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  • Writer's pictureMAREJ

Focus on Eric M. Weston, Sheldon Gross Realty, Inc.

Thriving Over 50 Q&A

I've never surveyed my colleagues, but I’m rather certain most people working in commercial real estate had at least one prior career. And because so many professionals in our industry spent time during their younger days doing other things, it follows that a significant number of them – like me – are older than 50.

My background features a bachelor’s in business administration from Rutgers University, complete with engineering courses. After graduation, I joined Bell Atlantic and held a variety of positions. It was an excellent experience, and provided me a solid foundation for putting on a jacket and tie each morning then interacting closely with a variety of individuals. Then, one day in 1991 – after I’d already been with Bell Atlantic for eight years – there was an opening in the real estate department.

I applied, was hired, and very soon found myself working with the landlords of buildings the company was leasing. I also gained experience negotiating with property owners related to easements Bell Atlantic needed so it could conduct business at a range of locations. It was all rather different than anything I’d done before … and I found myself really enjoying it.

Obviously, I was a novice back then – more than three decades ago – but I learned quickly that every situation and deal is somewhat different and that success was often the byproduct of creativity and outside-the-box thinking. And … I suppose I finally decided what I wanted to do when I “grew up.”

Over time, I transitioned into a full-time career in commercial real estate, and I’ve now been with Sheldon Gross Realty for a dozen years. In terms of learning the figurative ropes, one of the biggest challenges was becoming familiar with and then an expert in the markets where I conduct business. There’s no shortage of information – it’s both deep and broad – and I’m certain that one secret to success is to never, ever stop learning.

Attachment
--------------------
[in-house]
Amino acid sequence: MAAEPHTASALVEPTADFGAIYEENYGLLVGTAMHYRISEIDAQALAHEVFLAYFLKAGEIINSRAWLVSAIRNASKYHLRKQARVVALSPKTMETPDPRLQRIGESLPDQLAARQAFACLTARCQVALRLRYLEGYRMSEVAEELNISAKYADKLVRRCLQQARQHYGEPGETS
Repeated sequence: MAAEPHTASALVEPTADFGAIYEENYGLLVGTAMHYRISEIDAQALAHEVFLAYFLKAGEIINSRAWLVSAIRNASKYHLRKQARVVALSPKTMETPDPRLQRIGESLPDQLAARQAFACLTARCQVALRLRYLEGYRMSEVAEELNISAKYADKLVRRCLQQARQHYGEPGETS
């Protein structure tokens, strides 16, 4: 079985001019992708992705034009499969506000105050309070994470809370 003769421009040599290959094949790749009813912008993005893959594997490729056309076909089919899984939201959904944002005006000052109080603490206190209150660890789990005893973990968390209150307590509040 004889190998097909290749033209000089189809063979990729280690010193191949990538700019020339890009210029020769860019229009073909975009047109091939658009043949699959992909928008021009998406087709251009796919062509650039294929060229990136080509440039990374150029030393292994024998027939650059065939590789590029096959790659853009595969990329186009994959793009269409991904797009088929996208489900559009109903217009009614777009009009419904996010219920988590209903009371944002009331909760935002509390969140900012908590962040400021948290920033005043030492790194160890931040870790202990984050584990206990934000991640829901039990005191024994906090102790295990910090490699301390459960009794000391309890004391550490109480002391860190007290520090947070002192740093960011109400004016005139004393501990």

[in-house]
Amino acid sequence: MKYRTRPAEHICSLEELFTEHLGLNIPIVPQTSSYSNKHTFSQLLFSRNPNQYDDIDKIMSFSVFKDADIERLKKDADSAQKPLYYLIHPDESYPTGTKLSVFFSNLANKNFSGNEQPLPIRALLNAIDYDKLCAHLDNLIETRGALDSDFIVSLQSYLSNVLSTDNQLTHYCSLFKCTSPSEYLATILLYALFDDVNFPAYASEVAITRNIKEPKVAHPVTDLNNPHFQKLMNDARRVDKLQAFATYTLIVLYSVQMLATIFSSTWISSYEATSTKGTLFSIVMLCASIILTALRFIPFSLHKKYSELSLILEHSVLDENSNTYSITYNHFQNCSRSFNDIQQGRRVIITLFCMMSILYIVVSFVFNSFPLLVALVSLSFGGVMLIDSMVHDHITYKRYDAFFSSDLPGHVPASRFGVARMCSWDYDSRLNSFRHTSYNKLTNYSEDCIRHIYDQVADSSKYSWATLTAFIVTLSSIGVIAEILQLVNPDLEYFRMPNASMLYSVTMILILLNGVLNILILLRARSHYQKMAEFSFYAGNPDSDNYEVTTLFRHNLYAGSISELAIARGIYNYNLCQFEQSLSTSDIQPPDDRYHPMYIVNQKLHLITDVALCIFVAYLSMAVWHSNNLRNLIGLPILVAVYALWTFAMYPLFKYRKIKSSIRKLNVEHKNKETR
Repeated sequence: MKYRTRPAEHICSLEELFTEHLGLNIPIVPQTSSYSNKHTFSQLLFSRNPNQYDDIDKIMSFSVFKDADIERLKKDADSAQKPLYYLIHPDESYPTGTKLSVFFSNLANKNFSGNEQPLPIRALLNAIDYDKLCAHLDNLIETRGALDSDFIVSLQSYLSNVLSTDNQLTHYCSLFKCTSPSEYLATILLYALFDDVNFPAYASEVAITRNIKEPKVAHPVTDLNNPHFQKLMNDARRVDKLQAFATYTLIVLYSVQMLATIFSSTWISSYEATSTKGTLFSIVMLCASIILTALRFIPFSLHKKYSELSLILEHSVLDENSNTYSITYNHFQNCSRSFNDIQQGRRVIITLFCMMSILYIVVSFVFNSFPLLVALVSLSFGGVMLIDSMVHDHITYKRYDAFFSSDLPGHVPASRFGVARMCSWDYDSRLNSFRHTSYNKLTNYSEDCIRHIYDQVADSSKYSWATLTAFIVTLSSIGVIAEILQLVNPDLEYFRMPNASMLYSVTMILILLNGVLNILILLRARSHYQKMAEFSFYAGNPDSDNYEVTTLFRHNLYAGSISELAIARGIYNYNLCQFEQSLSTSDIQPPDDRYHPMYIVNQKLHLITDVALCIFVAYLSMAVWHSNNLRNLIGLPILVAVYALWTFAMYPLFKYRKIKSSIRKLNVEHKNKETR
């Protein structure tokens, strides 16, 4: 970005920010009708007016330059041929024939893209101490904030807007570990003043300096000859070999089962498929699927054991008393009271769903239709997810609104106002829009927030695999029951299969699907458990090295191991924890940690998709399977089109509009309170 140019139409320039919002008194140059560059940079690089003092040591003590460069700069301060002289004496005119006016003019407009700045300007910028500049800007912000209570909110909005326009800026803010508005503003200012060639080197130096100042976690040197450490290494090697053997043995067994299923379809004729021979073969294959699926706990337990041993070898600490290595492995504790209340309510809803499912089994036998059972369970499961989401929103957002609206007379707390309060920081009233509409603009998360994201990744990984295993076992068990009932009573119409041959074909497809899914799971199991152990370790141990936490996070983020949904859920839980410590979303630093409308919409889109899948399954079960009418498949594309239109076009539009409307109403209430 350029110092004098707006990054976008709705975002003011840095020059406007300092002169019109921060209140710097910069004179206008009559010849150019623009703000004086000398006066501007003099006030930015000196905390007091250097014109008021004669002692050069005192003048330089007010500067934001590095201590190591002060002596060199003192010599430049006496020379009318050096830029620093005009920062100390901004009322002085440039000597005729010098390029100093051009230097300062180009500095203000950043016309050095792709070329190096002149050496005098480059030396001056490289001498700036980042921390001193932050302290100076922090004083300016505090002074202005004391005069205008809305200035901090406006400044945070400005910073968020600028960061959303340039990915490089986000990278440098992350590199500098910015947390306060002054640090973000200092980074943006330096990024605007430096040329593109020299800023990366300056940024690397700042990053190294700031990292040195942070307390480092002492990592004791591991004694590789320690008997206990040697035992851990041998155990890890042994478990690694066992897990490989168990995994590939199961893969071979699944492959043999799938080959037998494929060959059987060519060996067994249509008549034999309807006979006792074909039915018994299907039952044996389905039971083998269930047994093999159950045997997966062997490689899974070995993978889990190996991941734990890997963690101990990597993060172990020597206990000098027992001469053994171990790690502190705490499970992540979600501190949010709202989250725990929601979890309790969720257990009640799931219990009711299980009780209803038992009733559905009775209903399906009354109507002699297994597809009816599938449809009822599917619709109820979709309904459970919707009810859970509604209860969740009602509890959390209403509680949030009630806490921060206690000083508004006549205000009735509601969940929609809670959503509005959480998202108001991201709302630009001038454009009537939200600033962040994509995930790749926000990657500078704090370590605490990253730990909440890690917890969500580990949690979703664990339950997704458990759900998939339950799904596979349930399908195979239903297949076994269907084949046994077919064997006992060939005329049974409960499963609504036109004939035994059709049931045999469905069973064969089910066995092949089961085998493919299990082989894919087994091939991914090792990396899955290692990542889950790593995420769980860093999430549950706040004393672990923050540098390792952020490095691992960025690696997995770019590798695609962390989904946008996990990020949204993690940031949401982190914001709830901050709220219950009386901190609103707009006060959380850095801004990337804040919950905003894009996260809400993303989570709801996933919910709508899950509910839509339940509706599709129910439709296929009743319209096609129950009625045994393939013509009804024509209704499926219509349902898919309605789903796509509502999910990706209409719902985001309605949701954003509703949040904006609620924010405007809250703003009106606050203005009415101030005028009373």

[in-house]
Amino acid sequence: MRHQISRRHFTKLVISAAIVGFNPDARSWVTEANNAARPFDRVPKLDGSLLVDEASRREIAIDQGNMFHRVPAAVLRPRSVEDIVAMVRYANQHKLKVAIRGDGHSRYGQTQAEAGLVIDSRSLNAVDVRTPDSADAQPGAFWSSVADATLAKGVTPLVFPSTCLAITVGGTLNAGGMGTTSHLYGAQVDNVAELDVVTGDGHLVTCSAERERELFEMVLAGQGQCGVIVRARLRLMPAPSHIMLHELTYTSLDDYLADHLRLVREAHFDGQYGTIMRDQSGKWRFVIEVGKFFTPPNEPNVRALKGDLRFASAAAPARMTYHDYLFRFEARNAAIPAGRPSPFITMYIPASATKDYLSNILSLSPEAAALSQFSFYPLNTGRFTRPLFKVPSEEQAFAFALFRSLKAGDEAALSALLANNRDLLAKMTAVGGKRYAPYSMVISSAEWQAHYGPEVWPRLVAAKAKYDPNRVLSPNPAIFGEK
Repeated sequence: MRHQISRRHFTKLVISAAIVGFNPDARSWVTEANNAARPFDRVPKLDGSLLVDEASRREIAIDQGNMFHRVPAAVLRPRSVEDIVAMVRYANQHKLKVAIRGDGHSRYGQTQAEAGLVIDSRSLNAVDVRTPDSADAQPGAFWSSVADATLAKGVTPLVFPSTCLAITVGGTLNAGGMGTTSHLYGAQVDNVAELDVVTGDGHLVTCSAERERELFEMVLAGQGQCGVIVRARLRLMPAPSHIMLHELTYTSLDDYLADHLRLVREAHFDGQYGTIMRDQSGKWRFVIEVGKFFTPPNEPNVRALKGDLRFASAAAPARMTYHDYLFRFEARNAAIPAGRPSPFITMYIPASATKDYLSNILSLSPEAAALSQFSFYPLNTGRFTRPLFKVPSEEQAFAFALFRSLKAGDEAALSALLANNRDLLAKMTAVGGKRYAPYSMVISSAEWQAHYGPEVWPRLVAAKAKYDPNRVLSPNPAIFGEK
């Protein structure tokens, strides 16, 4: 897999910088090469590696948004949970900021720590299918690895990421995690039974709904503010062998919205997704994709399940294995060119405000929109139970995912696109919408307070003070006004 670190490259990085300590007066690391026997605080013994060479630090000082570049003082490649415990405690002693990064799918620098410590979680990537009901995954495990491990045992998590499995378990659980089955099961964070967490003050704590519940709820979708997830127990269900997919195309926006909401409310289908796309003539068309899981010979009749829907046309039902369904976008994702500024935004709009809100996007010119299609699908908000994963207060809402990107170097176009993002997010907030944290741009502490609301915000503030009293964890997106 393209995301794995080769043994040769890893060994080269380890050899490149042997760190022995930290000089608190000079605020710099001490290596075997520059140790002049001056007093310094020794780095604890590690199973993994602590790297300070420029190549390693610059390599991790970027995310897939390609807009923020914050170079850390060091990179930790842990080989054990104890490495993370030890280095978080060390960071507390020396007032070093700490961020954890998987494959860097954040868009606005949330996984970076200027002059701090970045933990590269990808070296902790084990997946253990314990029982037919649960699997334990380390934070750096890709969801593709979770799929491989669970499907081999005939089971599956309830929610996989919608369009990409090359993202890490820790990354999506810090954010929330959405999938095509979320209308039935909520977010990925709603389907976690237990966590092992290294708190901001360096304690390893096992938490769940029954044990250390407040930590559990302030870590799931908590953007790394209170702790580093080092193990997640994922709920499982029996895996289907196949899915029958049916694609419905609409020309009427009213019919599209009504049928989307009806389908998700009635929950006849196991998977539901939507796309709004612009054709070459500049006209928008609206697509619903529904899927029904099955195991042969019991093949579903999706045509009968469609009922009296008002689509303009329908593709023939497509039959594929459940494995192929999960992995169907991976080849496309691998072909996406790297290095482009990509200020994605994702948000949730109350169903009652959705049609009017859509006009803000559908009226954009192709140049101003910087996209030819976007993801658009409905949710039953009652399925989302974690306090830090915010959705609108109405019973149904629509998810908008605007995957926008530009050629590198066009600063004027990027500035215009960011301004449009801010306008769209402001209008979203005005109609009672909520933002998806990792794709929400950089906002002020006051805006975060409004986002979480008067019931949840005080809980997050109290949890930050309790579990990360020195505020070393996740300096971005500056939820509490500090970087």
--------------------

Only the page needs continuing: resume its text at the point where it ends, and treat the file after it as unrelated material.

Something else that’s essential, no matter what your age, is an unwavering commitment to networking. You really do need to connect with and communicate with people constantly, and in that regard I’m fortunate to be an extrovert. I enjoy working with all types of individuals, whatever the project. I like to think I’m naturally open-minded and welcome new ideas and different perspectives. These are essential attributes in commercial real estate – broadly speaking, it’s not a field for the shy or reserved.

It’s interesting – I’ve referenced a prior career, the value of creative thinking, and basically continuous networking. If you stop and consider, each of these things require time, perhaps years or even decades, to experience and take lessons from. Which leads to the thought that having a few streaks of gray and some mileage on your odometer is likely beneficial to a commercial real estate professional.

In other words, it’s probably good to be older than 50.


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